Do you not know that all of us who have been baptized into Christ Jesus were baptized into his death? We were buried therefore with him by baptism into death, so that as Christ was raised from the dead by the glory of the Father, we too might walk in newness of life.

For if we have been united with him in a death like his, we shall certainly be united with him in a resurrection like his. We know that our old self was crucified with him so that the sinful body might be destroyed, and we might no longer be enslaved to sin. For he who has died is freed from sin. But if we have died with Christ, we believe that we shall also live with him. For we know that Christ being raised from the dead will never die again; death no longer has dominion over him. The death he died he died to sin, once for all, but the life he lives he lives to God. So you also must consider yourselves dead to sin and alive to God in Christ Jesus.

Beautiful, powerful passage here...so much to say about it. Let’s just walk through it step by step. The first point is about Baptism. I love that St. Paul begins here by saying:

Do you not know that all of us who have been baptized into Christ Jesus were baptized into his death? (Romans 6:3)

And I can imagine some of the readers saying, “Well, no, I actually didn’t realize that.” Or at least, I know for a fact that today many people might be unaware that Baptism was principally about being immersed—that’s what baptizō means—being plunged into the death of Christ.

Why do I say that a lot of people might be surprised by that language? Well, in our own day and time, the Sacrament of Baptism gets described in all kinds of ways. So, I’ve been to many baptisms. Sometimes Baptism is described as a sacrament that removes original sin. That, of course, is the case. In that case, it’ll be like a sacrament of forgiveness, sacrament of cleansing.

In other cases, Baptism is described as the sacrament that incorporates us into the Body of Christ, and that, of course, is true as well. There the sacrament becomes one of communion, of joining us to Jesus and as members of His Mystical Body. Other times, I’ve heard the Sacrament of Baptism described as one in which the Holy Spirit comes down to dwell in the soul of the Baptized person. In that case, it’s a sacrament of indwelling, and that is true as well. That the gift of the Holy Spirit—the indwelling power of the Trinity, in fact—coming to dwell in the soul of the baptized is one of the graces, one of the beautiful mysteries of the sacrament.

Very rarely, however, have I been to a Baptism where the Baptism was described as crucifixion, as a co-crucifixion with Christ, where the emphasis was put on the fact that your baby (often the infant Baptism) or this person is being baptized into the death of Jesus. But that’s how Paul sees Baptism. He’s highlighting the mystery of Baptism as what we might call the sacrament of crucifixion and resurrection.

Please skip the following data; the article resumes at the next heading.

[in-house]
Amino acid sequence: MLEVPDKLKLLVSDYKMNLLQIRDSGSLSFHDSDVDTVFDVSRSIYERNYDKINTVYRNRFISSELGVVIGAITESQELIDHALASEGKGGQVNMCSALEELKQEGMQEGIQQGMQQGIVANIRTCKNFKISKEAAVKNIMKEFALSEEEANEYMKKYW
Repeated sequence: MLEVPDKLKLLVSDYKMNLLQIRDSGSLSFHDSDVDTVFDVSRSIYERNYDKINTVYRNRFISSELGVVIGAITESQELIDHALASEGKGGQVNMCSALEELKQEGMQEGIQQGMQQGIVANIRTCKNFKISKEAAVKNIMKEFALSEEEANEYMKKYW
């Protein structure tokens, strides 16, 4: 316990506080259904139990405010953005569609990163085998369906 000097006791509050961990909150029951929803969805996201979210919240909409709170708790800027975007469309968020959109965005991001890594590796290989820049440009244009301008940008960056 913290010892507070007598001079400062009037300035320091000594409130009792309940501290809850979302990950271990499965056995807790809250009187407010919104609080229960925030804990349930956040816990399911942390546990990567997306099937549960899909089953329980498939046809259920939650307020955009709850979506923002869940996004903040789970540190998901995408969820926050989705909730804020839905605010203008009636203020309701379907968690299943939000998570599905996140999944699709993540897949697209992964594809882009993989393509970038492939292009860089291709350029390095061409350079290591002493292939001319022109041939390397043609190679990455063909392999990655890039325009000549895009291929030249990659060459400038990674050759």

Do you not know that all of us who have been baptized into Christ Jesus were baptized into his death? We were buried therefore with him by baptism into death...

So pause there. When Paul’s thinking of Baptism, he’s obviously thinking of the imagery of what the Greek word connotes, which is immersion into water. But here Paul says that in Baptism, we’re actually being buried with Christ. So it’s not just the mystery of the cross, it’s also the mystery of His tomb. That in a sense, just as Christ’s body was buried in the tomb, so too we are buried in the waters of Baptism. We are immersed into the death of Jesus:

...so that as Christ was raised from the dead by the glory of the Father, we too might walk in newness of life. (Romans 6:4)

So Paul thinks of Baptism, first and foremost, as a sacrament of crucifixion and resurrection, where we are (in a sense) being co-crucified with Christ and then co-resurrected with Christ. That’s redundant to say co/with, but you get my point. I think one of the reasons this is often lost in contemporary Catholic catechesis on Baptism is in part just because of the way the rite works. Because in most contemporary contexts, we don’t actually bury a person into the water. We don’t practice immersion. It’s not the customary form of Baptism in the Roman rite, in the Latin rite. Normally, we’ll either have sprinkling in the form of infant Baptism or with pouring like with an adult Baptism, where the water will be poured over their head.

But when Paul is describing Baptism, he’s thinking here, for example, about the Baptism of St. John the Baptist, where people would immerse themselves in the water of the Jordan and then come up out of the water—so that the symbolism of death and resurrection is much more apparent.

For full access subscribe here >